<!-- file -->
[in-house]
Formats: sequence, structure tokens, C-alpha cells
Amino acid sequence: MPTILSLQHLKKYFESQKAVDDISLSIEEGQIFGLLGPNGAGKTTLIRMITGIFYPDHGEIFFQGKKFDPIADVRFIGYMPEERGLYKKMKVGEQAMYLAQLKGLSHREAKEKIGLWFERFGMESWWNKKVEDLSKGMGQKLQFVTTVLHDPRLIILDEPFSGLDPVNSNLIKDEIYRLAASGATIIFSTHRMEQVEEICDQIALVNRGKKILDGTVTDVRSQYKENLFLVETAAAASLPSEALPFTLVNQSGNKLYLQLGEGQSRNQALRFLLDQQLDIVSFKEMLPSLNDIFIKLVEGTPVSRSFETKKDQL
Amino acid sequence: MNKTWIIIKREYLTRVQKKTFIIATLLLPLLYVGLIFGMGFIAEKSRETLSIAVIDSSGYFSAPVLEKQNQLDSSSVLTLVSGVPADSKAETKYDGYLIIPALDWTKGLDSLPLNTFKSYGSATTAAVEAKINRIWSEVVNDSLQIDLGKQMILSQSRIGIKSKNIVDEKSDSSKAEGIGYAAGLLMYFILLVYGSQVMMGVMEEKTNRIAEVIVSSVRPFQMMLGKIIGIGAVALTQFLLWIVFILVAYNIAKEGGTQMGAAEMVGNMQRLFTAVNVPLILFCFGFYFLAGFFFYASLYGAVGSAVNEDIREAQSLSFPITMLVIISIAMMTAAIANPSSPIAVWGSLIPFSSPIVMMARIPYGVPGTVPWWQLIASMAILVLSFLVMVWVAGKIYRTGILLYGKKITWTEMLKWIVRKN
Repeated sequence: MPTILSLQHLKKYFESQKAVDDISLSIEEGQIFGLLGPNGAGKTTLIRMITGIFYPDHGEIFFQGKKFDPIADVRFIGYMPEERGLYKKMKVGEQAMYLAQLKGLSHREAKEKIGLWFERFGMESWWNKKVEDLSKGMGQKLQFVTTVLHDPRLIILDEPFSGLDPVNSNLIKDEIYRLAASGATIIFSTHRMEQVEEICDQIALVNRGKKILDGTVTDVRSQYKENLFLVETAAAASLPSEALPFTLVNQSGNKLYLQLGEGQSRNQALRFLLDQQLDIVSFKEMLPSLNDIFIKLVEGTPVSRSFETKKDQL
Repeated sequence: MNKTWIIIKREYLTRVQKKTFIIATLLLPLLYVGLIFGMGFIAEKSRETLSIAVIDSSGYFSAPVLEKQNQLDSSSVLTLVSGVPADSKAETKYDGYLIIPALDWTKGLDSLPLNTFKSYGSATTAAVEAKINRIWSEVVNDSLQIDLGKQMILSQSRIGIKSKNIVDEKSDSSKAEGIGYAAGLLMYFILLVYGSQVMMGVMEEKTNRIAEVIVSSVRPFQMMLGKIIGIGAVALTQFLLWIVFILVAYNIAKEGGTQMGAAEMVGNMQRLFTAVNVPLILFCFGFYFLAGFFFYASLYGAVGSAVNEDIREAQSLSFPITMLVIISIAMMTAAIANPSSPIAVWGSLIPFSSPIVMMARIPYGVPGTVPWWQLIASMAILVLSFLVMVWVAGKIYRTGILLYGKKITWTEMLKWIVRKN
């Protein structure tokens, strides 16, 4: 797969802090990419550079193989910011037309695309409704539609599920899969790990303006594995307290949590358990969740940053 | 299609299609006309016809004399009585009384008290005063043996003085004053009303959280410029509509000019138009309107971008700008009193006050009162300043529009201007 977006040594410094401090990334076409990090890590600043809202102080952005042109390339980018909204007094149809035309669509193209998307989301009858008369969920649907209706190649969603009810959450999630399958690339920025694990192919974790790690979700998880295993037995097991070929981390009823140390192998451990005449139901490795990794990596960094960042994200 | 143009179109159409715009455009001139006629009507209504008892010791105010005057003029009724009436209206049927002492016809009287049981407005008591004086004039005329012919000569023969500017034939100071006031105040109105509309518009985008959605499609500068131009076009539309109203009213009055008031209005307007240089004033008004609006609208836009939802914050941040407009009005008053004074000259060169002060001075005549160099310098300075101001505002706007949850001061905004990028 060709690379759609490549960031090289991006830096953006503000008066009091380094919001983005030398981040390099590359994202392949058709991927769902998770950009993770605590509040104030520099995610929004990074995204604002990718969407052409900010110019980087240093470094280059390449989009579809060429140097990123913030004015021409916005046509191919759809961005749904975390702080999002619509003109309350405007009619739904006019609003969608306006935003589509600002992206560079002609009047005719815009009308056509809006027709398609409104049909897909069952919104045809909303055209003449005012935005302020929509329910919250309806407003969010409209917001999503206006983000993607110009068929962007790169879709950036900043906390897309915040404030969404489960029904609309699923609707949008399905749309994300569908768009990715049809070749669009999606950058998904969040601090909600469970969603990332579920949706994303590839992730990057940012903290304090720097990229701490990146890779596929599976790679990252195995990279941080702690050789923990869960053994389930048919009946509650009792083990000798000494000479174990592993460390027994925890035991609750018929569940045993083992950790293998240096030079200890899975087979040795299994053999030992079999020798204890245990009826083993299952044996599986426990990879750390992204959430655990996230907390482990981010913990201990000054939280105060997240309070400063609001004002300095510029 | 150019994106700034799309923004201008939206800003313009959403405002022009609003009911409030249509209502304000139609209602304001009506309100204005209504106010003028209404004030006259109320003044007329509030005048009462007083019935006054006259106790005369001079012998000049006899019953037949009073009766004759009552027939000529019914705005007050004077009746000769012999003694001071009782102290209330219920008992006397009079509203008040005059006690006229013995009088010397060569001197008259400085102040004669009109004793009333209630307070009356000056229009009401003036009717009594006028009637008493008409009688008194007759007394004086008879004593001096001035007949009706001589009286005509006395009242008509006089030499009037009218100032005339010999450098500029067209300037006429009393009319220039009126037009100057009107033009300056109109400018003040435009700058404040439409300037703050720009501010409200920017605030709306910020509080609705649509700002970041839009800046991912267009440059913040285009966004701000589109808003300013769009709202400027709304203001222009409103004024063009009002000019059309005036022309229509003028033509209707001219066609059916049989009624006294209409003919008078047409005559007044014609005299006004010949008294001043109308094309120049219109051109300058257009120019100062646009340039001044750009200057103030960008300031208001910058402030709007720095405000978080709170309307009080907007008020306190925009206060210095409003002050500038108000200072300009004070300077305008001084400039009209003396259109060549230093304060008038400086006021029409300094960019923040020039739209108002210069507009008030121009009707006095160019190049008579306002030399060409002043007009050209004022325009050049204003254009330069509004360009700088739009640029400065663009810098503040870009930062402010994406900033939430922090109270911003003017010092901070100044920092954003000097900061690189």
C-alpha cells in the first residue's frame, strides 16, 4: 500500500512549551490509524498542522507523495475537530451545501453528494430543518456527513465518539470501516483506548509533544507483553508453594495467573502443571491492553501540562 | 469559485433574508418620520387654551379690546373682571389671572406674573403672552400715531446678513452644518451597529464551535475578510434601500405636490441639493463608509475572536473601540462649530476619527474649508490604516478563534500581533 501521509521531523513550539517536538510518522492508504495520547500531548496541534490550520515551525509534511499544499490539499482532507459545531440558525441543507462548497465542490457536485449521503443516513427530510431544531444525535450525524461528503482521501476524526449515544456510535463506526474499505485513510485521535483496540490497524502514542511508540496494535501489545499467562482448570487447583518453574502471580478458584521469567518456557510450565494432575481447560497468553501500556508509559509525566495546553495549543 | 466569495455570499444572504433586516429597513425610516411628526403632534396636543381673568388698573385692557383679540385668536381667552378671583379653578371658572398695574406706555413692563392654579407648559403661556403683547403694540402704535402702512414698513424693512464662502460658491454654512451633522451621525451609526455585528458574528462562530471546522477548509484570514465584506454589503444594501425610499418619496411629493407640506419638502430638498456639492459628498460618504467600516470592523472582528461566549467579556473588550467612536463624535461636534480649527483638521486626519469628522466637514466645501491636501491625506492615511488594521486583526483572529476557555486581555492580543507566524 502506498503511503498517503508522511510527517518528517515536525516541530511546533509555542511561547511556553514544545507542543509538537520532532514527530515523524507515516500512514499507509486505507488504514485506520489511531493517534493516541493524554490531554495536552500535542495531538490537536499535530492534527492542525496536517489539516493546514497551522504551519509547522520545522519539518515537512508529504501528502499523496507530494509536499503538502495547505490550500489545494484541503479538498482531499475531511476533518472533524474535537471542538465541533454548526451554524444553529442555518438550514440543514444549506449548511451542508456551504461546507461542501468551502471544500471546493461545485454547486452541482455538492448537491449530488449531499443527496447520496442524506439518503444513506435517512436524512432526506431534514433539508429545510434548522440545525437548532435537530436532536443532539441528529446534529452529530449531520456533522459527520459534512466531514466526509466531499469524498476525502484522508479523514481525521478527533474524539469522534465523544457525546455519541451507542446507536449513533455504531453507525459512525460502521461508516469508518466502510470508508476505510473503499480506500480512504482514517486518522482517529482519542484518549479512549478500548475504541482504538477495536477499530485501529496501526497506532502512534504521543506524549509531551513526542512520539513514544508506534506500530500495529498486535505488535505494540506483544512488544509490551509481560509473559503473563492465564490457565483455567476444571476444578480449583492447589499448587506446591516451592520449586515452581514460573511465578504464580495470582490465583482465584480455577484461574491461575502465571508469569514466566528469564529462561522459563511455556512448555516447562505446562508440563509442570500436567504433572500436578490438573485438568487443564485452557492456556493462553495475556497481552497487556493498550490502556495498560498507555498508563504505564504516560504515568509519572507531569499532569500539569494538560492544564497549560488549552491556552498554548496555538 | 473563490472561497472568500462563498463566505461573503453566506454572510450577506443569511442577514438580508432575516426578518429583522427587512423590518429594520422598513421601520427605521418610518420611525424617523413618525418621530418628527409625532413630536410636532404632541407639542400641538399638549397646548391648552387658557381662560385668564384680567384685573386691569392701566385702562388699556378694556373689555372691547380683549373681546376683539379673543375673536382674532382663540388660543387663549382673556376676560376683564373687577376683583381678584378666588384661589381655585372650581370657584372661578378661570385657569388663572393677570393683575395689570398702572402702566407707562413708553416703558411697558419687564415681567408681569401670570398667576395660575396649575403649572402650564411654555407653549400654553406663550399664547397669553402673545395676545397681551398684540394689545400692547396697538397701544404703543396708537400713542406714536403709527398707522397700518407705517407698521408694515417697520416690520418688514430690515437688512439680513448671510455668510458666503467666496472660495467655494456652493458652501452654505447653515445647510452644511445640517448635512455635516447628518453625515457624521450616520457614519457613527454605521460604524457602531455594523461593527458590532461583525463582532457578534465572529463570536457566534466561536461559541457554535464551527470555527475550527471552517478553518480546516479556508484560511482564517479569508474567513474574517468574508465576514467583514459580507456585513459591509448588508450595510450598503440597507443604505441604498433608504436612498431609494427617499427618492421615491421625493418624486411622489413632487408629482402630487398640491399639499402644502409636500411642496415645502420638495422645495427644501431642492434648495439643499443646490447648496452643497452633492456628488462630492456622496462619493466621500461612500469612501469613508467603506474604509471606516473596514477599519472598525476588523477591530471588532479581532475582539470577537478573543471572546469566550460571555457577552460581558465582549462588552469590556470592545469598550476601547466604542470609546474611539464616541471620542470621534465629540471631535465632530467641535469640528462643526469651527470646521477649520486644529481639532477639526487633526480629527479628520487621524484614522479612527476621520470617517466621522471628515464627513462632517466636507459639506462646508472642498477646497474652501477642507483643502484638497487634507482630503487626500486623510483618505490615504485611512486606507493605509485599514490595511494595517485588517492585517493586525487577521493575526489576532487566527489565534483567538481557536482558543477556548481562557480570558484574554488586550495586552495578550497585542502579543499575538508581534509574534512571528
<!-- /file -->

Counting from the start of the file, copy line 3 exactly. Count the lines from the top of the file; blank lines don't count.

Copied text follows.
Amino acid sequence: MPTILSLQHLKKYFESQKAVDDISLSIEEGQIFGLLGPNGAGKTTLIRMITGIFYPDHGEIFFQGKKFDPIADVRFIGYMPEERGLYKKMKVGEQAMYLAQLKGLSHREAKEKIGLWFERFGMESWWNKKVEDLSKGMGQKLQFVTTVLHDPRLIILDEPFSGLDPVNSNLIKDEIYRLAASGATIIFSTHRMEQVEEICDQIALVNRGKKILDGTVTDVRSQYKENLFLVETAAAASLPSEALPFTLVNQSGNKLYLQLGEGQSRNQALRFLLDQQLDIVSFKEMLPSLNDIFIKLVEGTPVSRSFETKKDQL